Reviewby Rebecca Silverman,
Start with a Happy Ending
Death sometimes comes upon us unexpectedly, leaving unfinished business behind. In each of the fifteen short stories in this volume, someone dies suddenly only to find that because of their kindness to felines, the Cat God has given them seven extra days on Earth before reincarnation. The catch? That week will be spent as a cat. Is it possible to complete your human life with a feline one?
If you haven't read the synopsis, the title of this book can be a bit misleading. Those of us raised on Disney fairy tales might assume that we are going to follow a couple post-wedding – the traditional “happy ending.” What the title is referring to instead, however, is the fact that fifteen people are given the chance to resolve the mistakes of their human lives by living as cats for seven days before being reincarnated, assuring that their lives end happily. A different take on the idea to be sure, but one that Risa Motoyama makes work.
The stories in this book are only tangentially connected, although the first and the last do use kittens from the same litter, implying that everything takes place within a limited area. In each tale, someone unexpectedly wakes up to find that they have died and now have the body of a cat. A bearded feline figure of glorious stature appears before them and explains that they are deceased, but because they either died saving a cat or were kind to cats, he, the Cat God, has granted them an extra week of life to wrap up any unfinished business. Once that week expires, they will be taken to Heaven to be prepped for reincarnation. As premises go, this one is certainly unusual, and the heavily feline theme may appear as a turn-off to some readers. However Motoyama, while definitely giving the book a cat-friendly vibe, also manages to make the stories very universal, making the book more like Inio Asano's What a Wonderful World than Chi's Sweet Home.
Each story begins the same way, but the problems the protagonists face are all very different. We meet a girl who has never managed to confess to her childhood friend, a man who never exercised and let his life just slip away, a controlling mother, a harried programmer, and a disenfranchised teen, among others, each with their own story to tell. Not all of the tales resolve in the same way, either: some people choose to be reincarnated as cats so as to immediately be with those they left behind (at the cost of their human memories), some resolve their own problems, and others use their last days to help others. No matter what the variation on the plotline, each tale has a bittersweet charm that is as likely to make you cry as to smile, or possibly do both at once. If Natsume's Book of Friends makes you tear up, there's a good chance that this will too.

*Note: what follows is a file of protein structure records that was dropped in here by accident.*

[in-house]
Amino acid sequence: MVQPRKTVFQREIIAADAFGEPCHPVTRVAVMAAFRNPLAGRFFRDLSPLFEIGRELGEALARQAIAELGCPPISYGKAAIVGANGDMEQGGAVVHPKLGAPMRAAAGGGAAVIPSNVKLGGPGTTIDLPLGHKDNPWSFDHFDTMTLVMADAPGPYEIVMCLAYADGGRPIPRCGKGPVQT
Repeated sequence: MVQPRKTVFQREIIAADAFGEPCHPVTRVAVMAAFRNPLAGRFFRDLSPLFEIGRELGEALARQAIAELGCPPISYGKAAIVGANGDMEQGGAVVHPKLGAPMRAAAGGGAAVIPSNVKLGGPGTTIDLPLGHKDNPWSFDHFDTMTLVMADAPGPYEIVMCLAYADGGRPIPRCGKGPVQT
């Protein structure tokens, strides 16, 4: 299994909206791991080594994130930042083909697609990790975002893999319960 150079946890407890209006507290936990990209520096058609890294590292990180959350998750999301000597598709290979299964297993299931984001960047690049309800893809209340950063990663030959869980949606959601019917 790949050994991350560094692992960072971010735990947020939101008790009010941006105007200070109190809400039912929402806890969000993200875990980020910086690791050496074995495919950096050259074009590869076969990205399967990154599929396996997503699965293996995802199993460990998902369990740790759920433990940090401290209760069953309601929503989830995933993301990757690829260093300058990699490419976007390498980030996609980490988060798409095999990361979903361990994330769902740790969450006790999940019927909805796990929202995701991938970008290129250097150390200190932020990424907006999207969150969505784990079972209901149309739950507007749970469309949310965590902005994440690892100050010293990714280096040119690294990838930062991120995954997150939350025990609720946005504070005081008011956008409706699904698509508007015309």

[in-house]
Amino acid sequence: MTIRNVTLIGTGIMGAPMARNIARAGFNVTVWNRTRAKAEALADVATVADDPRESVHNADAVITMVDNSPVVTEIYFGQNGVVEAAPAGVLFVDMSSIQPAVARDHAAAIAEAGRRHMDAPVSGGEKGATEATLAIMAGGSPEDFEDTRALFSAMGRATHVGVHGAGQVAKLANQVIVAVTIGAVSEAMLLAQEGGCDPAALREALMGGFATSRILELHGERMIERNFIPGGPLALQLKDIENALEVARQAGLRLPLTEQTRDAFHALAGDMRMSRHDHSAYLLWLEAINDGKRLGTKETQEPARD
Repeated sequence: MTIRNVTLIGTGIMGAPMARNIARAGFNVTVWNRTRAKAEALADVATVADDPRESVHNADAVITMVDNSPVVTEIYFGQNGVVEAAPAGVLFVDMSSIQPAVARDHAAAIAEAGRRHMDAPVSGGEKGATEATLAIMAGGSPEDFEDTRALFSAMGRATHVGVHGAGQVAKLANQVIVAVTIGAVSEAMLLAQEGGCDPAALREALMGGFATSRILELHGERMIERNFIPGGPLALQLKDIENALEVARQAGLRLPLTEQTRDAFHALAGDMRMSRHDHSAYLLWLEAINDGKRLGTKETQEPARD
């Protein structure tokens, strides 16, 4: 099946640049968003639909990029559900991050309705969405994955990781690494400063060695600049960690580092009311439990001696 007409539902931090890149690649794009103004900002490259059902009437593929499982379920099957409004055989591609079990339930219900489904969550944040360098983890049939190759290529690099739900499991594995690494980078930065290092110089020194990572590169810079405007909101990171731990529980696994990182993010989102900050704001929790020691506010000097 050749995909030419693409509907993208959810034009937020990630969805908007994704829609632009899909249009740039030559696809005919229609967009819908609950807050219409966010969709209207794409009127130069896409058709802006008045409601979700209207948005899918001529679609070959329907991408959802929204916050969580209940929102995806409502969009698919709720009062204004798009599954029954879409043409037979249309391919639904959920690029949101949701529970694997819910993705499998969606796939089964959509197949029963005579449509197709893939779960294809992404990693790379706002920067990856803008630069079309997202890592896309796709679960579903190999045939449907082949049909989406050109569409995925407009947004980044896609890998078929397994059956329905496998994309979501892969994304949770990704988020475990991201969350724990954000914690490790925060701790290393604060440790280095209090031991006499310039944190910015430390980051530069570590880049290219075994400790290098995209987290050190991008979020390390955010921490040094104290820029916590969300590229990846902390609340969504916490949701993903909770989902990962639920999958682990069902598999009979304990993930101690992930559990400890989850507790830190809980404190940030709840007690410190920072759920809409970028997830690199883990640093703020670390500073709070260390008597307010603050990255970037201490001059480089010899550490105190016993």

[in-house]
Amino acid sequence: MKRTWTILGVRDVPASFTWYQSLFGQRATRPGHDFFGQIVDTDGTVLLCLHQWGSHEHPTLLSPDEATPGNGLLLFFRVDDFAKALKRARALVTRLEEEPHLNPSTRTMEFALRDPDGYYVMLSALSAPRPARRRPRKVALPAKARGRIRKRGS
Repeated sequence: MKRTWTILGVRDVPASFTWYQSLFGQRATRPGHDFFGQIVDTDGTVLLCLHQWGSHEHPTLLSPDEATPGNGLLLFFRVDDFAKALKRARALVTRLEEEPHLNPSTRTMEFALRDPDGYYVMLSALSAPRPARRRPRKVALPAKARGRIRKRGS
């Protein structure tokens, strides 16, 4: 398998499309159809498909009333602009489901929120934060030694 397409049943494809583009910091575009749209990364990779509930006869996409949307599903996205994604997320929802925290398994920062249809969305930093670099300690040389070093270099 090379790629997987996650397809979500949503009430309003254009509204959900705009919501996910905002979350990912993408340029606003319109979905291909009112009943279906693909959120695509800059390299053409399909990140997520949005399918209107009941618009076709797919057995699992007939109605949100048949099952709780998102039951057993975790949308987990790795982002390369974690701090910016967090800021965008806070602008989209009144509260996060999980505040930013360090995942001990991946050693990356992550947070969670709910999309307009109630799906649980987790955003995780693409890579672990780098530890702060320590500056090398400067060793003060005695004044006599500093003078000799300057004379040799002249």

The major stumbling block for Start With a Happy Ending is Motoyama's art. It certainly isn't “bad,” and in fact falls comfortably into a subset of josei imagery. What is odd is its cuteness. These aren't cute stories, although they are often charming in a sad way, and seeing the fluffy kitties and cozily rounded people discuss death and unresolved business is a bit strange. Pages are crowded with many small panels, as if the artist was used to drawing four panel strips rather than regular manga, but that really isn't a detraction. Suffice it to say that the imagery doesn't quite match the story, and that feline anatomy isn't really Motoyama's strong suit.
“To follow the entire life of just one person,” Risa Motoyama says in her afterward, “does not a story make.” Start With a Happy Ending proves that – we only follow the ends of the protagonists' lives, not privy to their starts, only their finishes. And yet by the end of each fifteen page tale, we have read a complete story, one that makes us understand the characters and hope that they can apply the lessons learned to their next lives. While it is a little worrisome that this is “volume one” - how long can Motoyama keep this up? - DMP's release of this book is a welcome addition in the field of manga for older readers. Whether you're a cat person, a dog person, or a snake person, Start With a Happy Ending is a charmingly bittersweet collection that presents snippets of people's lives and tells a variety of complete stories. This book is not meant to be read in one sitting – but it is worth picking up again and again.
Overall : B+
Story : A
Art : C
+ Touching, charming, and yet sad, the book covers a lot of ground. Never the same story twice and a nice bit of bookending with the first and last stories.
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